17 September 2010

Zimbabwe: Return of Banks Will Lead to Dog Fight - Tetrad

The re-emergence of more Zimbabwean banks will result in a serious dogfight over deposits as banking institutions struggle to sustain operations, a Tetrad Group report says.

A weekly market report by the group says the re-opening of previously shut banking institutions -Barbican, Trust and Royal Bank - could result in more banking institutions employing aggressive tactics in frantic efforts to have a portion of Zimbabwe's bank deposits currently standing at over US$1, 8 billion.

The return of the three banks closed six years ago by the central bank would increase commercial banks to 17, a figure some critics say is too high for Zimbabwe's small economy.

"The struggle to secure deposits is still inherent. Subdued economic activity has not made it easy for banking institutions to revive themselves," the group said.

"Ironically, Barbican, Trust and Royal Bank were re-issued their banking licences. This brings the total number of commercial banks to seventeen. Competition is going to be stiffer and a lot of banks are going to find their slice of the cake much smaller than before as the dogfight worsens."

Also expected to open its doors to the public is Time Bank which was granted its licence last November. The new banks are unlikely to be a reprieve for jobless bank employees who faced retrenchment early this year. Some banks have already announced more job cuts.

Half-year interim financial results have shown that although most banks made varying profits during the period, at least 1000 bank workers were retrenched during the first half of the year.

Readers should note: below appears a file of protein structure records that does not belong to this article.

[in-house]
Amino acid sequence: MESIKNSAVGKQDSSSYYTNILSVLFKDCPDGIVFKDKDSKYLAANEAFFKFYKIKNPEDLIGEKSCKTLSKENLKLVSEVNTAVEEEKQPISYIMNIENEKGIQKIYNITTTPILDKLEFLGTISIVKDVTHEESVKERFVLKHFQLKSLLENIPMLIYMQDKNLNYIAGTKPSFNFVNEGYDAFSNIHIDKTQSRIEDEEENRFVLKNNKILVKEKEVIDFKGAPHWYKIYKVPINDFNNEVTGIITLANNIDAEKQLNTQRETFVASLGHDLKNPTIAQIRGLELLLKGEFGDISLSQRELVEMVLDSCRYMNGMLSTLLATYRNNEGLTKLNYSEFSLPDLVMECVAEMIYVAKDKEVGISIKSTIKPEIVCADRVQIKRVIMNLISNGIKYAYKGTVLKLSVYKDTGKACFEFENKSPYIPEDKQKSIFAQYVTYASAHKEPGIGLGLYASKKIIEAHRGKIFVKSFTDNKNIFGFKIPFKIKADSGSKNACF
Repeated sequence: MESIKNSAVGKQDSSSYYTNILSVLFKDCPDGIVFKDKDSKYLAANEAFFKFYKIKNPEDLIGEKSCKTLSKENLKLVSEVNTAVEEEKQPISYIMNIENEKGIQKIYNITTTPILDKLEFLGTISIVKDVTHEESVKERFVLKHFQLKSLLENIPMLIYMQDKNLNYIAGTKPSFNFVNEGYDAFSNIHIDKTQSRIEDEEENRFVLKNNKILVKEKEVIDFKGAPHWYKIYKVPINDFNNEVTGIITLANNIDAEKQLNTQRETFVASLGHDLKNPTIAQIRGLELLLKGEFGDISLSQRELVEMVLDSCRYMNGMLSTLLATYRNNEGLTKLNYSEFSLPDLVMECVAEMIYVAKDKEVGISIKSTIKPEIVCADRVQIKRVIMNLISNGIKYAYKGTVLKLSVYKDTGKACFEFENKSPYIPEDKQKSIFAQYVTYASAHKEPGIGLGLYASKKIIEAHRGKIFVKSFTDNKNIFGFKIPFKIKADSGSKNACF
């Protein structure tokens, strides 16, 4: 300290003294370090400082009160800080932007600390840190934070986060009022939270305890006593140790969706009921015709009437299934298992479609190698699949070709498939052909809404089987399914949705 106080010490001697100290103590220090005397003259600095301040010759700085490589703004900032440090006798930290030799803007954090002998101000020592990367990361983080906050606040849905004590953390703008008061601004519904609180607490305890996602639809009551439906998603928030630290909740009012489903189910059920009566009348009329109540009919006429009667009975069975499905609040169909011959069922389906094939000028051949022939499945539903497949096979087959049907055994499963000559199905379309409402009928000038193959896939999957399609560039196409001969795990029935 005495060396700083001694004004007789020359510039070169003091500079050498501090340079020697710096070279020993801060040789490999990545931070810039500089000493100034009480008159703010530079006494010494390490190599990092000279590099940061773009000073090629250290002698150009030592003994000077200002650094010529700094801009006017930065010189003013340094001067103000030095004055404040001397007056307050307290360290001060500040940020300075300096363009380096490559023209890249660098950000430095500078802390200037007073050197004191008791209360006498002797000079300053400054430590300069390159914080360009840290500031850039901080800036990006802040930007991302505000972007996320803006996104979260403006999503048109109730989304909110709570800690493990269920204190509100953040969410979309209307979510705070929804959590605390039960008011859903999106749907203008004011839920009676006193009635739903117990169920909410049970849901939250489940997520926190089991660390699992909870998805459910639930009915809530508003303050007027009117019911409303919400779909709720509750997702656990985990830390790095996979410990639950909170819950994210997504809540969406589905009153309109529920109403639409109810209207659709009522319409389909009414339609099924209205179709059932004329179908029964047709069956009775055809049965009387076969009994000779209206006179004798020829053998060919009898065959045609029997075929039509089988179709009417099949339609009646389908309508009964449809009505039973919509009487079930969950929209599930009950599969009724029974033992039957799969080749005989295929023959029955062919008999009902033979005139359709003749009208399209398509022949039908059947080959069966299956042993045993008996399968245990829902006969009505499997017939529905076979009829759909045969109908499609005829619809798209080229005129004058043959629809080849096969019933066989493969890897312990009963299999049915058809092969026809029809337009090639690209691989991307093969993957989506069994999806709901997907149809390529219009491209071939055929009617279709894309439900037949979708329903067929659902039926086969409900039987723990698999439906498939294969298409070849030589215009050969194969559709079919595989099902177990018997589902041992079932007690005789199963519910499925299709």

The financials also showed that most banks reported a profit although some such as NMB, Barclays and MBCA were at loss positions. Deposits grew from US$1,4 billion in January to US$1,8 billion at the end of June although banks remained prudent in their lending.

Tetrad Group says ongoing restructuring exercises characterised by job cuts and streamlining operations resulted in staff costs eating into company profits.

"The losses were mainly due to high operational costs, which varied from retrenchment costs to high staff expenses in general," reads the group's weekly report.

With interest rates expected to go down in the next months as banking institutions go for lending with longer tenure, it remains to be seen how many institutions will wade through, given the liquidity problems prevailing on the market.

More so, with most banks having generated non interest income from commissions and fees, less aggressive banks could continue to feel the pinch. Most banks are charging between US$3 and US$5 in monthly service charges.

BancABC and CBZ were some of the biggest earners of interest income with net amounts of approximately US$21,2 million and US$9,408 million respectively.

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